“They come home, they study till dinner; they go to their sports activities and then study until they go to bed.” was Steve’s decree.

Realizing that I was the one implementing the new rules on “they”, a quick conversation ensued to restore some sense of balance to our approach.  After all, the scarlet child was only nine at the time.

NOW the boys have taken to taunting me when report cards come home.

Scene:  (Watching TV with Sam.  Both of our heads are focused on the screen in front of us)

“You did really well on your report card Sam.”

Sam, “Thanks mom.”

“Don’t you feel good when you get good grades Sam?” I asked.

Sam, as we both continue looking forward,

“Not really mom.  It’s no big deal to me.  I do it mostly for you guys.”

Life lesson mommy (when will I learn):

“Well Sammy, you should really be doing this for yourself.  It’s important that you set standards you think are important and work toward them.”

Sam:  “Okay mom.”

Life lesson mommy sitting there for a few pregnant moments realizes the whole discussion could backfire and starts to grow more and more concerned about where this could lead.

“Sam” I say glancing over at his face, my voice a little bit pitiful now, “you’re…you’re still going to work to get good grades right?”

Sam looking ahead waits for a few countable seconds:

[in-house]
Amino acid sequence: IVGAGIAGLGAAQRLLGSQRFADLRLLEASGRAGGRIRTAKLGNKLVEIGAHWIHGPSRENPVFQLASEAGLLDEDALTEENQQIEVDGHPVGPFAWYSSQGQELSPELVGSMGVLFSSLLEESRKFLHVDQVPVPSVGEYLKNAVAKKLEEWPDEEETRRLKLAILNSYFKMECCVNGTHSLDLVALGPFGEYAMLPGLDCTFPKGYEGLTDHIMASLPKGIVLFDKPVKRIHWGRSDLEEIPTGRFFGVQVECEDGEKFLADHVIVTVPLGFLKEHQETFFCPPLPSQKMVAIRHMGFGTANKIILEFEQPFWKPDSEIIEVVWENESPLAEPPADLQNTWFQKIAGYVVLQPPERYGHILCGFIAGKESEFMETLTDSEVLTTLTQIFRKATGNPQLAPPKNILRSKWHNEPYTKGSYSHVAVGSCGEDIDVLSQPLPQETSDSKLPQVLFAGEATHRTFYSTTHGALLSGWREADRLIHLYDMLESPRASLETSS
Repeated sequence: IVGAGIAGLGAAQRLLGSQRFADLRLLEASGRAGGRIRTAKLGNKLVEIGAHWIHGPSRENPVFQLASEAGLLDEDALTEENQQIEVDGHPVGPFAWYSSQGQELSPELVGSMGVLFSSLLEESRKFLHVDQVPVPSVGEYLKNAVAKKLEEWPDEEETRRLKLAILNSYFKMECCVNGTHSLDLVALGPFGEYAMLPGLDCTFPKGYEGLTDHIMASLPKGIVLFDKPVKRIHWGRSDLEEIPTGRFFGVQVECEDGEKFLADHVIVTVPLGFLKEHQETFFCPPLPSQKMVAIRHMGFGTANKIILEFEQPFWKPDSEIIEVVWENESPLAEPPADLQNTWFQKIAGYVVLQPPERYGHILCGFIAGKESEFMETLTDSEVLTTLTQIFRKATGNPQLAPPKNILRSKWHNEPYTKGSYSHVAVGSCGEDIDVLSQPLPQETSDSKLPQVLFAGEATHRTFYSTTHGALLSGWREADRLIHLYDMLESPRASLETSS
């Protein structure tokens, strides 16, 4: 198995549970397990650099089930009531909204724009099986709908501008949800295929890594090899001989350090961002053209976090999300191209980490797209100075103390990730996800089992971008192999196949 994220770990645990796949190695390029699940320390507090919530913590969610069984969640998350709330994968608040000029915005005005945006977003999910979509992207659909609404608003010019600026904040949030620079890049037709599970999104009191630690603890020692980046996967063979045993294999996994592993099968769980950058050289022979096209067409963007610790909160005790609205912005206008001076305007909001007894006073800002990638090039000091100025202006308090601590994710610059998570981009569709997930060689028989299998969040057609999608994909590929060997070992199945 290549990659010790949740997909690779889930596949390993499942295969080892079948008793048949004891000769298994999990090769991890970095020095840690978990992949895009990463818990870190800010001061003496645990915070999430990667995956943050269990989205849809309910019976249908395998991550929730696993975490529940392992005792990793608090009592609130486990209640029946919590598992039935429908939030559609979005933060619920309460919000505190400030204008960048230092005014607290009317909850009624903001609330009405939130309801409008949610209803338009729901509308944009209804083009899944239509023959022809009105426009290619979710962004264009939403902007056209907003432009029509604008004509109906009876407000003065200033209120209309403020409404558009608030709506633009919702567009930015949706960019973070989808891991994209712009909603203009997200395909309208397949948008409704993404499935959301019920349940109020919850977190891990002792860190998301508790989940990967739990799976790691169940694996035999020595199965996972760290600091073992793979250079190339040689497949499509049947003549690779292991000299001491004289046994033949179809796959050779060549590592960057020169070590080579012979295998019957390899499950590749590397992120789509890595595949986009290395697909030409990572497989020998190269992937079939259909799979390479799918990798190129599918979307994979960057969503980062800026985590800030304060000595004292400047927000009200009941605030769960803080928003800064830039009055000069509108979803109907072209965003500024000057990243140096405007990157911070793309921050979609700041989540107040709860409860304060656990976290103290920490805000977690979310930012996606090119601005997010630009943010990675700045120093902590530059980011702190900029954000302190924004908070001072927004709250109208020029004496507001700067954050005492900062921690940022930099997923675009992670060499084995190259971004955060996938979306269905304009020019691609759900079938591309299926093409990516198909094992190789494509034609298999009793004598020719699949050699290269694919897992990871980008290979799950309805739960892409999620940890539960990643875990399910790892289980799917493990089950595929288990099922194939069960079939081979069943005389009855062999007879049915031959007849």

“Yes mom” he says slowly, milking every second out of the moment.  And then the slightest smile curls at the ends of his little mouth.  I reach over and WHACK his shoulder and we both start laughing.

Man, if this is how they can handle me when they’re below the age of ten, I don’t stand a chance.

Parenting Tip of the Day:

I went to a presentation by a published child psychologist recently.  He suggested that if your child is being confronted by someone who is calling them names or saying rude things; have your child engage them using the five “W”s.  For example: 

Mean Child: “You are just a dweeb”. 

Your child “Why do you think that?”. 

Mean Child: “Because you always do dweebish things. 

Your child “Why do you think they’re dweebish?”.

His position is that this sort of comeback empowers the child to engage the bully as the leader of the conversation (rather than the “just ignore him” approach that we all know is pretty ineffective).